Once, it is said, a basketball fan came up to Oakland native and Boston Celtic star Bill Russell and asked him what it was like to guard Wilt Chamberlain. Russell, so the story goes, gave the fan one of his famous quizzical looks, thought about it for a moment, and then asked back, “What’s your frame of reference?”
In many ways, during the recently concluded debate over police 12-hour shifts in Oakland, I felt the same way. Like a spectator, without any frame of reference to judge the various arguments.
For those who haven’t followed, an arbitrator—they are always identified in the press as “impartial arbitrators” to differentiate them from the other kind, I suppose—ruled last week that the City of Oakland can institute 12-hour shifts. Oakland Police Chief Wayne Tucker wanted to institute the change to the 12-hour shifts, our powerful friends at the Oakland Police Officers Association (OPOA) police union opposed it, and when they couldn’t settle it during negotiations, they sent it to the impartial arbitrator, Charles Askin.
Following the initial breakdown is easy. Oakland police officers currently work shifts that consist of 10 hours a day. They do this for four straight days, then take a three-day weekend, if I understand it right, and then start their week all over again. This is a common shift pattern in some industries, giving the same hours of work in a week—40—that you have in the standard 5-day/8-hours-a-day office hour shifts, and the three days off for a weekend makes it popular among many workers.
For managers trying to fit four-day/10-hour shifts into the standard five-day work week, this can be something of a challenge, as the manager has to make sure that there are enough workers coming in on Mondays (covering the Monday-through-Thursday shift) and enough workers coming in on Fridays (covering the Tuesday-through-Friday shift).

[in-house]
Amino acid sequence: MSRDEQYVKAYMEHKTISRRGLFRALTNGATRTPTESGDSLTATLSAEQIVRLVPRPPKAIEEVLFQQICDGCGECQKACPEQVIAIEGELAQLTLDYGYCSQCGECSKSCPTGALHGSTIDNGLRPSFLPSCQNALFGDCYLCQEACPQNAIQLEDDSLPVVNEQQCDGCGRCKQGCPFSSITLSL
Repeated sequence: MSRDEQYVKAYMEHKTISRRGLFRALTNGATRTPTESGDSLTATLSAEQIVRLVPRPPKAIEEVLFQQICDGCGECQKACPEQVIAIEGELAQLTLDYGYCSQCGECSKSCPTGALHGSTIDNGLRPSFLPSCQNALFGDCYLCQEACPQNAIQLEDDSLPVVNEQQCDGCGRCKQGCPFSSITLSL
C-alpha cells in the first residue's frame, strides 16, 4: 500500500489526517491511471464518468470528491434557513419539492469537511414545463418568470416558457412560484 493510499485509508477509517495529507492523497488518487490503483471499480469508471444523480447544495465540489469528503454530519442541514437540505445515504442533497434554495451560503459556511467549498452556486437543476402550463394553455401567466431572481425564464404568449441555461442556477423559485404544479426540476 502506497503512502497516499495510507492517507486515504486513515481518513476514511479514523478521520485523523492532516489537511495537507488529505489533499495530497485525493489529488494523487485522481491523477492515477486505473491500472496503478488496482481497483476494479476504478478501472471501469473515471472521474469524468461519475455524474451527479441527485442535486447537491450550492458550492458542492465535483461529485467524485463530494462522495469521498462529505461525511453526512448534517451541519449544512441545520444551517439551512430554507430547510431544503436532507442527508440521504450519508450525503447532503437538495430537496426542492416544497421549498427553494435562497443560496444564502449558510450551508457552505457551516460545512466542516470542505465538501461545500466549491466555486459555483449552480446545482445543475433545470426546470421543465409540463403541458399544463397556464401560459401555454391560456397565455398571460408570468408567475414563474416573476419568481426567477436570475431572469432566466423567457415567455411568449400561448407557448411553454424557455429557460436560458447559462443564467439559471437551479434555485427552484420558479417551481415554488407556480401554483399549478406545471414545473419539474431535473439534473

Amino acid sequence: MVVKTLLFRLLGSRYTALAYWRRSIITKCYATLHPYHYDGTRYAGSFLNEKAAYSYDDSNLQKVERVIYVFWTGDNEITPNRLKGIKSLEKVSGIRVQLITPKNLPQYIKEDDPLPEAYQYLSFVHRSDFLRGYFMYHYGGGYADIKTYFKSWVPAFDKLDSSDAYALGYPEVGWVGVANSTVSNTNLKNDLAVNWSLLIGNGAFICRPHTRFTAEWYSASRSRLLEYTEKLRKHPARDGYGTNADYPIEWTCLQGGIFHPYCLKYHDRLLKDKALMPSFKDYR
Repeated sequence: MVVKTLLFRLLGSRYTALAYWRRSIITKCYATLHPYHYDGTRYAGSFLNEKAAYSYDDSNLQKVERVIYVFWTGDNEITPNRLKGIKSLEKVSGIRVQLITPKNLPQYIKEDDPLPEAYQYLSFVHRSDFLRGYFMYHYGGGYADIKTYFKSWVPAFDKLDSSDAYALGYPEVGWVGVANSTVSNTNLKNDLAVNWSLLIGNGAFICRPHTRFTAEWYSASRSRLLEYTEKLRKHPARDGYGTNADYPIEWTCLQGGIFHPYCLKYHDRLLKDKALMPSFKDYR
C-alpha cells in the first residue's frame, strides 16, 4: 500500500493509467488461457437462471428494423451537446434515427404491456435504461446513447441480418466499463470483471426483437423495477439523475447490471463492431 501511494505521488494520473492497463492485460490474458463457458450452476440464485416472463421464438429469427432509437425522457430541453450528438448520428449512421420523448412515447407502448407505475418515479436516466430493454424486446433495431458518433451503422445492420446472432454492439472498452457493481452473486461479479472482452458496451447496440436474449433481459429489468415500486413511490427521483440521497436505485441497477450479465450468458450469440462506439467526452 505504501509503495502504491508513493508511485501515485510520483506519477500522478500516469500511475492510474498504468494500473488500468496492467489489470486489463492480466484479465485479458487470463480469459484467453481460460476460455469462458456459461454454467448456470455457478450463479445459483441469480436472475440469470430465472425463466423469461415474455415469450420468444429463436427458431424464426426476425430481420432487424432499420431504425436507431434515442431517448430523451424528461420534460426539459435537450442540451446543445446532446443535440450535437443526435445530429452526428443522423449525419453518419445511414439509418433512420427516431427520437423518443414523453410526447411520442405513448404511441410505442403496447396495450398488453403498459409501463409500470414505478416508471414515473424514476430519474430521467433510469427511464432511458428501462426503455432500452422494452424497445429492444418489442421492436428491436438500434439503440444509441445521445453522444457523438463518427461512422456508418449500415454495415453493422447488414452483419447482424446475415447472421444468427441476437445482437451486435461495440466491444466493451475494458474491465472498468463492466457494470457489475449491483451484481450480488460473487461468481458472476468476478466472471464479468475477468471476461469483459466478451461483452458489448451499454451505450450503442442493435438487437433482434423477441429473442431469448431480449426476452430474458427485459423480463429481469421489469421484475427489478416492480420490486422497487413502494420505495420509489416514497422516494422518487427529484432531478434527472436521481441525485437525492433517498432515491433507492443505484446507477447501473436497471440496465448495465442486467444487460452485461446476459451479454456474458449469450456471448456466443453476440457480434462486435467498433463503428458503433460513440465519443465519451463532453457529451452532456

The management problem becomes infinitely more difficult if you are trying to fit the four-day/10-hour shift into a 24-hour a day operation, such as are run by police departments. The reason for that difficulty is easily seen. If your first 10-hour shift works from 8 a.m. to 6 p.m. and your second 10-hour shift works from 6 p.m. to 4 a.m., that leaves a 4-hour hole from 4 a.m. to 8 a.m. The hole gets covered by having a third, overlapping schedule running from, say, 1 a.m. to 11 a.m. But doing that means that during some hours of the day, from 1 a.m. to 4 a.m. and again from 8 a.m. to 11 a.m., you end up having two shifts of officers out on the street.
The Oakland Police Department actually runs a slightly more complicated schedule, with slightly different hours and two night shifts coming on at staggered times.
From that light, one can easily see why the 12-hour shifts are so attractive to those who must manage a 24-hour a day system. You can schedule shift changes at noon and midnight, for example, and gone is the four-hour hole. You can’t fit that into a 40-hour week, of course (I’ll wait, while you try), but the City of Oakland got around that in the recent negotiations by proposing what you might call a staggered two-three/14-day system. Under that system, officers work two days on, two days off, three days on, two days off, two days on, and three days off over a 14-day period, adding up to 84 hours worked, or a 42-hour work week. For the schedule to operate, officers must work every other weekend.
So far, this is standard time management stuff, and if you’ve got a good head for such things, or a spreadsheet program and about fifteen minutes of time to kill, you can fiddle around and figure out the angles yourself. Beyond that, however, you begin to get into insider baseball, or basketball, where the average observer gets lost.
In the weeks leading up to the arbitrator’s ruling, we began hearing what you might call the 11th hour problem by the OPOA and their various community supporters in arguing against the 12-hour day. So the argument goes, a police officer catches a call on the 11th hour of their 12-hour shift, a dangerous call, in which they must pull their weapon and make a life or death decision. The officer is tired after pulling such a long shift, and their judgment could be impaired. Under such circumstances, so the argument went, do you want officers with guns out on the streets making such decisions? For anyone who has worked a 12-hour shift on any kind of job, the argument was compelling. It was particularly compelling for people who are normally critical of the police, with the sort of wicked twist that if you don’t trust these guys completely when they’re clear-headed, why would you want to trust them when they’re yawning and sleep-stressed.